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UFGI publication round-up week 5/15/17

A Highly Potent Class of Halogenated Phenazine Antibacterial and Biofilm-Eradicating Agents Accessed Through a Modular Wohl-Aue Synthesis.

Author information: Yang H1, Abouelhassan Y1, Burch GM1, Kallifidas D1, Huang G2, Yousaf H1, Jin S2, Luesch H1, Huigens RW3.

1Department of Medicinal Chemistry, Center for Natural Products Drug Discovery and Development (CNPD3), College of Pharmacy, University of Florida, 1345 Center Dr., Gainesville, FL, 32610, USA.
2Department of Molecular Genetics and Microbiology, College of Medicine, University of Florida, 1200 Newell Drive, Gainesville, FL, 32610, USA.
3Department of Medicinal Chemistry, Center for Natural Products Drug Discovery and Development (CNPD3), College of Pharmacy, University of Florida, 1345 Center Dr., Gainesville, FL, 32610, USA. rhuigens@cop.ufl.edu.
Journal: Scientific Reports

Date of e-pub: May 2017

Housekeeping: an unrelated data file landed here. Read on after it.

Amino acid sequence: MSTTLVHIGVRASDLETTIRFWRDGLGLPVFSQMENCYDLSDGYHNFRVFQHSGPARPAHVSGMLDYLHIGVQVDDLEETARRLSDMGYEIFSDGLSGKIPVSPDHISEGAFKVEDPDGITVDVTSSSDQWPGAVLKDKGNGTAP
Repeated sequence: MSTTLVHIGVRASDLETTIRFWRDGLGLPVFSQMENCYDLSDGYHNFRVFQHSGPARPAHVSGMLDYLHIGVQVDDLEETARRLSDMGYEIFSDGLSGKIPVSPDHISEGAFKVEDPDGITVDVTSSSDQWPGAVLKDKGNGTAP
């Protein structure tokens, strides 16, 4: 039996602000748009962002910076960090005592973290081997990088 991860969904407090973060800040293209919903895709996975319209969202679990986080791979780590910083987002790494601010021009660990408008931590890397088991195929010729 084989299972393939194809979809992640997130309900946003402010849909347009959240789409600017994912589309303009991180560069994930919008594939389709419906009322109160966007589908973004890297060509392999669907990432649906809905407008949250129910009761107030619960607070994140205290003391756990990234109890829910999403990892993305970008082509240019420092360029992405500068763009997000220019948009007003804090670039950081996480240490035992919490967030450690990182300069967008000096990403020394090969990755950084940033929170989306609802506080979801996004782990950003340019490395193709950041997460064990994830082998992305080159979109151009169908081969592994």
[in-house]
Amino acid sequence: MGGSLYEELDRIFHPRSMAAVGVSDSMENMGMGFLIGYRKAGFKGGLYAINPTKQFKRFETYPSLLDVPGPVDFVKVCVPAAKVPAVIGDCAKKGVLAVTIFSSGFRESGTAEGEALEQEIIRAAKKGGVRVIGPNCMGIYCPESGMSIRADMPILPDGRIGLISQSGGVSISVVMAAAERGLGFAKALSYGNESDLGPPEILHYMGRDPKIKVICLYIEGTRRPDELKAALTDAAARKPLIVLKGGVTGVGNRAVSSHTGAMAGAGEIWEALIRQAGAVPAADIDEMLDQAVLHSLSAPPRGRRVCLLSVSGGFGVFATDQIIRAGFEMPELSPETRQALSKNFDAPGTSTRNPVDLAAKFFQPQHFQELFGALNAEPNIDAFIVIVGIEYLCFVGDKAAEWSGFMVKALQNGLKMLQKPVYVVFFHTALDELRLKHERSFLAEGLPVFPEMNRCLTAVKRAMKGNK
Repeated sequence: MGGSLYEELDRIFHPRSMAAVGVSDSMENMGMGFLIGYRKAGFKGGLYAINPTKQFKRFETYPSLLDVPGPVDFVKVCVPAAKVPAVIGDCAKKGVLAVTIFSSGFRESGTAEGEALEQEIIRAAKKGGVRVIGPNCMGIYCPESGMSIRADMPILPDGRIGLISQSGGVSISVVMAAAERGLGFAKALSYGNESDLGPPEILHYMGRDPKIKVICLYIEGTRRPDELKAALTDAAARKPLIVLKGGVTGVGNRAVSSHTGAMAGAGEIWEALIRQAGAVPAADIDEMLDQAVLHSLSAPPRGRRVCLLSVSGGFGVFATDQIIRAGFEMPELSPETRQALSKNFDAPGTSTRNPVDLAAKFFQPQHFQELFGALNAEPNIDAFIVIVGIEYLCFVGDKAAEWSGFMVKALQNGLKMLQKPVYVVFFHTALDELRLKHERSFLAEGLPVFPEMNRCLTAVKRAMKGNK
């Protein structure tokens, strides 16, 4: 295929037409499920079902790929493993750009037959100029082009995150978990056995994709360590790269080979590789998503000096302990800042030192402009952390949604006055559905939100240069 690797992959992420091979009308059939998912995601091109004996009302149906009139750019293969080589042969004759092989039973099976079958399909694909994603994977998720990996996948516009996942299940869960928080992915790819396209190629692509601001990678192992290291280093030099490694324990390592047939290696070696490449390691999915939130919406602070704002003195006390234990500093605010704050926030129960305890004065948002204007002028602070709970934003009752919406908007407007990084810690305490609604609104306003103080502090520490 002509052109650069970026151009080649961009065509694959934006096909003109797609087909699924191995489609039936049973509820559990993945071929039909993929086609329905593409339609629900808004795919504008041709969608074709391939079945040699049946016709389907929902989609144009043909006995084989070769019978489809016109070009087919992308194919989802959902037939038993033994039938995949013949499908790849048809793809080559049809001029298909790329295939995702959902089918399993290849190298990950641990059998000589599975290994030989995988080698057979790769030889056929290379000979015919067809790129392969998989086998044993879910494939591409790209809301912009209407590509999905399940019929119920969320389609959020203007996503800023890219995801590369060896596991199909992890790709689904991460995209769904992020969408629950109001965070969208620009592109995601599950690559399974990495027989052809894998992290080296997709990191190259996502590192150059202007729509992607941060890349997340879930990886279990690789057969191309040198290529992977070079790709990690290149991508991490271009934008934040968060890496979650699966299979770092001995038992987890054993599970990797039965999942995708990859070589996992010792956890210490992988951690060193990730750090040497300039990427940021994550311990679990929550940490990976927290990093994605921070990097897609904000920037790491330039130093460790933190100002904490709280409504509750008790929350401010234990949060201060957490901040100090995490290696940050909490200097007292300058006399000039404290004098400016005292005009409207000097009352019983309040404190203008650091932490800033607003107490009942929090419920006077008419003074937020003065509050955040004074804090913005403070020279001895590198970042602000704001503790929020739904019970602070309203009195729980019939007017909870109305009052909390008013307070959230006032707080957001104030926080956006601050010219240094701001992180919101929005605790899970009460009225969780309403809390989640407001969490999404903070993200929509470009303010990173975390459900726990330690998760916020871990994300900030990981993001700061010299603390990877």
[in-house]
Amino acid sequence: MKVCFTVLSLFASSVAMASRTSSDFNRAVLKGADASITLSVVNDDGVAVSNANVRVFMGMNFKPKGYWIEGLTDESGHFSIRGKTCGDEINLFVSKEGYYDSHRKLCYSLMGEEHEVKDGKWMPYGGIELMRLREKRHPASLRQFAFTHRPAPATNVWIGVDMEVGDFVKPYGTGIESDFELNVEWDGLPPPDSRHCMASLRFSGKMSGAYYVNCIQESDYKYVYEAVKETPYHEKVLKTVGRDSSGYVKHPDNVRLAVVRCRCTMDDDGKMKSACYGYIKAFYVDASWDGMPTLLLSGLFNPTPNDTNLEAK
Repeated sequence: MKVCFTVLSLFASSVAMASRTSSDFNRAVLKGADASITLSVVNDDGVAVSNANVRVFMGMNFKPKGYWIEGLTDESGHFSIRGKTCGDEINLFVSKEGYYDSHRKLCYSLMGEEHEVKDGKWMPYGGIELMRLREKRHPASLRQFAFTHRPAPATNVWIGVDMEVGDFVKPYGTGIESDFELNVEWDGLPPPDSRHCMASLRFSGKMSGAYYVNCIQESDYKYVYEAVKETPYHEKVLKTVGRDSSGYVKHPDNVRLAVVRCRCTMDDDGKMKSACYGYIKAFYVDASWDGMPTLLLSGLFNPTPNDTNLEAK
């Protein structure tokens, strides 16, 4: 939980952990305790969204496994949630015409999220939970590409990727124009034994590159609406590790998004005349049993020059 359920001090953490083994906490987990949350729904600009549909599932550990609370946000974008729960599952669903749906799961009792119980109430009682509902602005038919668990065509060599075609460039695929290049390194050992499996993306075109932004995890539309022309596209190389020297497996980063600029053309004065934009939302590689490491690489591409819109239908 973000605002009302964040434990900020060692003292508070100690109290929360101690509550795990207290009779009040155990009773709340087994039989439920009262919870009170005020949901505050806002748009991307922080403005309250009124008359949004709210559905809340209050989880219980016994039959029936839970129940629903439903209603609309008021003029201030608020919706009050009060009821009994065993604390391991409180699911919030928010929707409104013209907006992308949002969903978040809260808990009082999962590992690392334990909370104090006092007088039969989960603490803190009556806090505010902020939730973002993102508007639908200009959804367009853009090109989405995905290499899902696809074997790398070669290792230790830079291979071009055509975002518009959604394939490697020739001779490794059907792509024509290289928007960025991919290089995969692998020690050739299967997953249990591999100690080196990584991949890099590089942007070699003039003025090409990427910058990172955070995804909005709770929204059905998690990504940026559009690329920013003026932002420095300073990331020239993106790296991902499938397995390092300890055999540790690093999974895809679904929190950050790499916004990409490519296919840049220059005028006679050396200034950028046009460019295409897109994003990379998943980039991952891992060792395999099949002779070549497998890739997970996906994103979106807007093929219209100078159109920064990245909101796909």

Abstract: Unlike individual, free-floating planktonic bacteria, biofilms are surface-attached communities of slow- or non-replicating bacteria encased within a protective extracellular polymeric matrix enabling persistent bacterial populations to tolerate high concentrations of antimicrobials. Our current antibacterial arsenal is composed of growth-inhibiting agents that target rapidly-dividing planktonic bacteria but not metabolically dormant biofilm cells. We report the first modular synthesis of a library of 20 halogenated phenazines (HP), utilizing the Wohl-Aue reaction, that targets both planktonic and biofilm cells. New HPs, including 6-substituted analogues, demonstrate potent antibacterial activities against MRSA, MRSE and VRE (MIC = 0.003-0.78 µM). HPs bind metal(II) cations and demonstrate interesting activity profiles when co-treated in a panel of metal(II) cations in MIC assays. HP 1 inhibited RNA and protein biosynthesis while not inhibiting DNA biosynthesis using 3H-radiolabeled precursors in macromolecular synthesis inhibition assays against MRSA. New HPs reported here demonstrate potent eradication activities (MBEC = 0.59-9.38 µM) against MRSA, MRSE and VRE biofilms while showing minimal red blood cell lysis or cytotoxicity against HeLa cells. PEG-carbonate HPs 24 and 25 were found to have potent antibacterial activities with significantly improved water solubility. HP small molecules could have a dramatic impact on persistent, biofilm-associated bacterial infection treatments.